I've asked several of my friends about this question, but nobody knows where to start with it, and unfortunately, neither do I. Here it is:
Given point A(x1,y1) and the line ax+by+c=0, show the distance from Point A to the line is d=[|ax1+by1+c|/root(a^2 + b^2)]. Note that ax+by+c=0 corresponds to a vertical line if b=0 and to a horizontal line if a=0.
Any help would be appreciated. Thank you
Sep 21st 2008, 10:03 PM
It depends on what you can use as tools. (For example, what is the definition of a "distance"? Can we use vectors or the complex plane? etc.)
The easiest way would be to use the Cauchy-Schwarz inequality: .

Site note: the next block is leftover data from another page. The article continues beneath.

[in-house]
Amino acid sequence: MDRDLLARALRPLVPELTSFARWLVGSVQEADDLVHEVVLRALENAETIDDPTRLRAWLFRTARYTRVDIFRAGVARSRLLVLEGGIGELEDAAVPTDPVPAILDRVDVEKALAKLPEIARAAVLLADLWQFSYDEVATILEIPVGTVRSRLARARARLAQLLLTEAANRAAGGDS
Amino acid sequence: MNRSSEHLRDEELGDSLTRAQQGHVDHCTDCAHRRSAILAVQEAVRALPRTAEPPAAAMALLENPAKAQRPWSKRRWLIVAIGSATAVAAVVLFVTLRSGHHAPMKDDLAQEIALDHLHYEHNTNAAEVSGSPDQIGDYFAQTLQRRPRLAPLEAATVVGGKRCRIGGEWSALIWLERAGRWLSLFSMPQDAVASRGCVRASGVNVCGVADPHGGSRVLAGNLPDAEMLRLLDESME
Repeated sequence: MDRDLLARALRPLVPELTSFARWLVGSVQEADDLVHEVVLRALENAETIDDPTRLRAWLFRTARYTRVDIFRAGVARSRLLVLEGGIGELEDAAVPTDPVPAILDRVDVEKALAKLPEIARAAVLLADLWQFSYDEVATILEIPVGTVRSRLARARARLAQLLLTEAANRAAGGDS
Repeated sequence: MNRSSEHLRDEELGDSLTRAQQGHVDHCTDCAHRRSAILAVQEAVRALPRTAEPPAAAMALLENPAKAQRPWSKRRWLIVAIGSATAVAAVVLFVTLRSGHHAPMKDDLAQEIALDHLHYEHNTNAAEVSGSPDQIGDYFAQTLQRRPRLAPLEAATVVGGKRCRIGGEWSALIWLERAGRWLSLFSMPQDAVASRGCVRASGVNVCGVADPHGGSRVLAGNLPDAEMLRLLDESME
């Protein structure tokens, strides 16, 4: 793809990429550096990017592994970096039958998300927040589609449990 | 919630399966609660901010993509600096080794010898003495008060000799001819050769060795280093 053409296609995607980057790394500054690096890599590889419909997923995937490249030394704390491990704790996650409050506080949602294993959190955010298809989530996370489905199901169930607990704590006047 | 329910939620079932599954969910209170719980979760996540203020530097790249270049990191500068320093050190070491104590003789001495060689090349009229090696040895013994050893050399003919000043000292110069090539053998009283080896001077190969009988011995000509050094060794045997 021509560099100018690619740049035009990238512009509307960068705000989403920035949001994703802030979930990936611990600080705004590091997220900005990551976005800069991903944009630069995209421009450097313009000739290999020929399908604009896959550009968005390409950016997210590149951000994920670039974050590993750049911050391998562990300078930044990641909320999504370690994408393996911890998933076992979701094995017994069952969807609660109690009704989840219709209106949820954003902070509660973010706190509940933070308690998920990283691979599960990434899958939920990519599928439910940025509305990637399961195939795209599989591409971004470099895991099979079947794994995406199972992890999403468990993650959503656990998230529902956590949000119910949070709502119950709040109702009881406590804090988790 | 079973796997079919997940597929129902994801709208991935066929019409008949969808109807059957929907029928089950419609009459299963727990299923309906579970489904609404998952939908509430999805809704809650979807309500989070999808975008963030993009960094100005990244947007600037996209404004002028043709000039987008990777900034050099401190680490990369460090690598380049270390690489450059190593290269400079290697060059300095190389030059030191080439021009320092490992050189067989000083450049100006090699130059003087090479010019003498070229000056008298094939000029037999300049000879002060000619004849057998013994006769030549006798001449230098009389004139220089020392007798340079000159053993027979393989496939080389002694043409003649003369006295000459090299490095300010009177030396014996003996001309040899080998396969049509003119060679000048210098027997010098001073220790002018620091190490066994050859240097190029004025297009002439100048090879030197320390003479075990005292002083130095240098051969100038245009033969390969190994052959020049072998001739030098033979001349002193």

We have to minimize (x-x_1)^2+(y-y_1)^2 where ax+by+c=0.
By the above inequality, . Substitute ax+by=-c into this and you get the formula.
Let B(x_0, y_0) be the point on the line realizing the distance: d=AB. If you know that AB is perpendicular to the line, there are many more proofs.For example, the line AB is -b(x-x_1)+a(y-y_1)=0, so you can determine B with the condition ax_0+by_0+c=0. (You can rephrase this by using vectors and saying that (x-x_1, y-y_1) is parallel to (a, b).)
If you know trigonometrics, represent any point on the line by As it is on the line, which is for some . The minimum of r is attained when is either 1 or -1.